Into the World of 3D Printing or Three-dimensional printing
Three-dimensional (3D) printing is a preservative manufacturing technique that transforms a digital template into a physical object. The method involves laying down thin layers of material, such as liquid or powdered plastic, metal, or cement, and then fusing them together.
Understanding 3D printing
3D printing technology has also improved manufacturing productivity since its launch. It has the potential to disrupt both the manufacturing logistics and inventory management industries in the long run, especially if it can be successfully integrated into mass production processes.
At the moment, 3D printing speeds are too slow for mass manufacturing. The technology, on the other hand, has been used to minimize the time it takes to produce prototypes of parts and products, as well as the tooling needed to make them. This is particularly advantageous to small-scale producers because it decreases their prices and shortens their time to market (the time it takes for a product to go from idea to market.
Important points of 3D Printing
• Three-dimensional (3D) printing is an additive manufacturing process that involves printing thin layers of material and then fusing them together to create a physical object from a digital template.
• Hearing aid suppliers, airline manufacturers, and automotive manufacturers, for example, use custom scans to build prototypes and mass produce their products using 3D printing.
• Although 3D printing technology is still too slow to be used in mass production, it is still emerging and has the potential to significantly disrupt the manufacturing logistics and inventory management industries.
Automobile and aircraft manufacturers have led the way in 3D printing, transforming unibody and fuselage design and development, as well as powertrain design and production. Boeing’s 787 Dreamliner airliners use 3D-printed titanium parts in its design. 3D printers have been used by the US and Israeli air forces to produce spare parts. In 2017, General Electric produced a helicopter engine with just 16 parts instead of 900, showing the possible effect of 3D printing on supply chains.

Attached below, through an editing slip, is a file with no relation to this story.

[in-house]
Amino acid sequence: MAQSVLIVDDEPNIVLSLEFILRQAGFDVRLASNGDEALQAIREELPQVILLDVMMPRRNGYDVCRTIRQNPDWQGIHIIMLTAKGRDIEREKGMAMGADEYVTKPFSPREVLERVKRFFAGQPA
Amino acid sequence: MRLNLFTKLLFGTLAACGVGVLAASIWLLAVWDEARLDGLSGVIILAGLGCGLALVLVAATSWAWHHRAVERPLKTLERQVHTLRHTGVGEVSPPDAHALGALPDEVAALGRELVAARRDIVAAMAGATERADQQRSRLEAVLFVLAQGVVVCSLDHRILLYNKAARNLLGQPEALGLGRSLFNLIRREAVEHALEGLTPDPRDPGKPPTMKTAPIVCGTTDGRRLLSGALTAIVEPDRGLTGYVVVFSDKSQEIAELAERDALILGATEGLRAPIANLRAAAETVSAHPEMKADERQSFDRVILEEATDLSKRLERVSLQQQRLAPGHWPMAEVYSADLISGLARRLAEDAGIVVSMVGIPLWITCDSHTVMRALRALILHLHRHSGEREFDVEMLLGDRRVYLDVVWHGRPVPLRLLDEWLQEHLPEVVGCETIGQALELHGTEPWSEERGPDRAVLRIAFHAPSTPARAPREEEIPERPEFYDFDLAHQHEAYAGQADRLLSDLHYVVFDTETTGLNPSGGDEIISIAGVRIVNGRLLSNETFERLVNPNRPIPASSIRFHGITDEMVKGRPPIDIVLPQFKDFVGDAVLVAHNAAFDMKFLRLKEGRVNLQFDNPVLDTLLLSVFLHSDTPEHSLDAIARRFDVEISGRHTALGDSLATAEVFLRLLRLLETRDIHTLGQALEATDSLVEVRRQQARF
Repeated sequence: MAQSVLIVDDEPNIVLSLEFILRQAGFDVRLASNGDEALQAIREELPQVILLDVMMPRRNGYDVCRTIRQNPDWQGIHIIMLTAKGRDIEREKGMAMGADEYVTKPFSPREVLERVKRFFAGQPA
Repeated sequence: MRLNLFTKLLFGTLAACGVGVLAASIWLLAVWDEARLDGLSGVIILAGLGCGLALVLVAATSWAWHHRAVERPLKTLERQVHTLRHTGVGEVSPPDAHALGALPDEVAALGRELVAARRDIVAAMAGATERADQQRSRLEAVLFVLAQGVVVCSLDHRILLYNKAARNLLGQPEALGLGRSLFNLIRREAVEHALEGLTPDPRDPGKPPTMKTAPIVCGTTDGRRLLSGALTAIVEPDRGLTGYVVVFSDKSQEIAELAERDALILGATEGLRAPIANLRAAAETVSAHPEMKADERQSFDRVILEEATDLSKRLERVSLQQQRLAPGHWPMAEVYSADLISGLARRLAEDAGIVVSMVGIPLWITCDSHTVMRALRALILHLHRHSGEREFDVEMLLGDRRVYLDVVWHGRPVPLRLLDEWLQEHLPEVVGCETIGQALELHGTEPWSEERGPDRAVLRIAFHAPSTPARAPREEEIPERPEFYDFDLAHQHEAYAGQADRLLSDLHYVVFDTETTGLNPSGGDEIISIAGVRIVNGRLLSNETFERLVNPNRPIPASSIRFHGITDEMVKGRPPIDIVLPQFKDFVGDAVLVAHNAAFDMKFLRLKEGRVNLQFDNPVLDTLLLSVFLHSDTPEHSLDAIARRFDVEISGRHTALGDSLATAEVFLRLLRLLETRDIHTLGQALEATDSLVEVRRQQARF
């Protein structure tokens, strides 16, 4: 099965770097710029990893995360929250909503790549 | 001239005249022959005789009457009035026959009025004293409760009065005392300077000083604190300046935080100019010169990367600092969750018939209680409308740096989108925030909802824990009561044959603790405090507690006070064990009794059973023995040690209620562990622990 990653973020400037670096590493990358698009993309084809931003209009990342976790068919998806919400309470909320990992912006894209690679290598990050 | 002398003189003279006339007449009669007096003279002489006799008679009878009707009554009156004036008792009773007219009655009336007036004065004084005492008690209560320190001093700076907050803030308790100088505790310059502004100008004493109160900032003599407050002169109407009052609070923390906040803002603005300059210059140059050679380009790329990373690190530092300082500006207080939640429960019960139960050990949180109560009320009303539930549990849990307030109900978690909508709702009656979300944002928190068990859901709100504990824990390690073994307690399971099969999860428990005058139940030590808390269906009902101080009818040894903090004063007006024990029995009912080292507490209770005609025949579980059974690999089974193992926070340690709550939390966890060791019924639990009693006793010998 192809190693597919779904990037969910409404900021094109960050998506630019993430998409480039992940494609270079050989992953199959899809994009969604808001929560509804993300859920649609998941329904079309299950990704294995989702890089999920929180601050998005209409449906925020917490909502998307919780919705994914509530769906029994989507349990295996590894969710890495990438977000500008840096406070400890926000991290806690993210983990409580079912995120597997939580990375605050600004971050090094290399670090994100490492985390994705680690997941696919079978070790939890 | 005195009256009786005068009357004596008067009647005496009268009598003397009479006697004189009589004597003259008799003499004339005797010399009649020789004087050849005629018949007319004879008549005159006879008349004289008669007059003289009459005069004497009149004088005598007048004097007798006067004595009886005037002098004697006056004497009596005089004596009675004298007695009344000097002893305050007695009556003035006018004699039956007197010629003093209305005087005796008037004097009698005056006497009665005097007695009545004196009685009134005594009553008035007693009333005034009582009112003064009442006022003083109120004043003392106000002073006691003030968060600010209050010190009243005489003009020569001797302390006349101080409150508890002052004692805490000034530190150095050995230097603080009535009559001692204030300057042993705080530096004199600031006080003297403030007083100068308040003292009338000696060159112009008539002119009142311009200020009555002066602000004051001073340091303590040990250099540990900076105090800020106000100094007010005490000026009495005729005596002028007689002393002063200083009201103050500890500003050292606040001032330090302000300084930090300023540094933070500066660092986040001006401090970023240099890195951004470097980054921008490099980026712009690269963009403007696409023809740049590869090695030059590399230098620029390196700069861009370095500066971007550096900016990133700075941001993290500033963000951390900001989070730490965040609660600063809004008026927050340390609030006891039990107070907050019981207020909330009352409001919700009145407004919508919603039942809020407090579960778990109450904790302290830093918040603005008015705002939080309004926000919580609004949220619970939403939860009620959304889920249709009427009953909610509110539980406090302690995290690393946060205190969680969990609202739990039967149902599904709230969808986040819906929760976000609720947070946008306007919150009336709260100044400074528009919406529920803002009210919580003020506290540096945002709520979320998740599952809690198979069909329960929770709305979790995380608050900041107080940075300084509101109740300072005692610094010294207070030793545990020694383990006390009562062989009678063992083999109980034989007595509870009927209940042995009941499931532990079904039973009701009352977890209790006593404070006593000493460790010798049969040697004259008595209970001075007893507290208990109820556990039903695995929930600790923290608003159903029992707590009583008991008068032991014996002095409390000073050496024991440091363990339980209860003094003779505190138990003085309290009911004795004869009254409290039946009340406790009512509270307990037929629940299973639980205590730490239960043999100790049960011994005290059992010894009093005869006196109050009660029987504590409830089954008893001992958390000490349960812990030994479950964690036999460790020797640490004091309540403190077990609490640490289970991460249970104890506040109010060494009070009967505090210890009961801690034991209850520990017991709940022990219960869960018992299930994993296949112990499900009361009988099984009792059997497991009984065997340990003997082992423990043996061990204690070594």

3D printing is being used to customize implants in the medical field. Organs and body parts can be produced using 3D printing techniques in the future. Nike, Adidas, and New Balance are among the luxury companies that use 3D printing to create shoe prototypes. Companies all over the world are breaking new ground in the building industry by 3D printing the materials needed to build houses. Homes can be constructed in 48 hours using layers of concrete, which are stronger than standard cinder blocks and cost a fraction of the amount.
3D printing is now commonplace in the production of hearing aids. The use of 3D printing speeds up the production process and allows manufacturers to create personalized hearing aids. Audiologists may use 3D scanners to create a personalized prototype based on the scan’s reference points. Manufacturers will feed the scan into a 3D printer and print the entire hearing aid after fine-tuning the materials and ear shapes.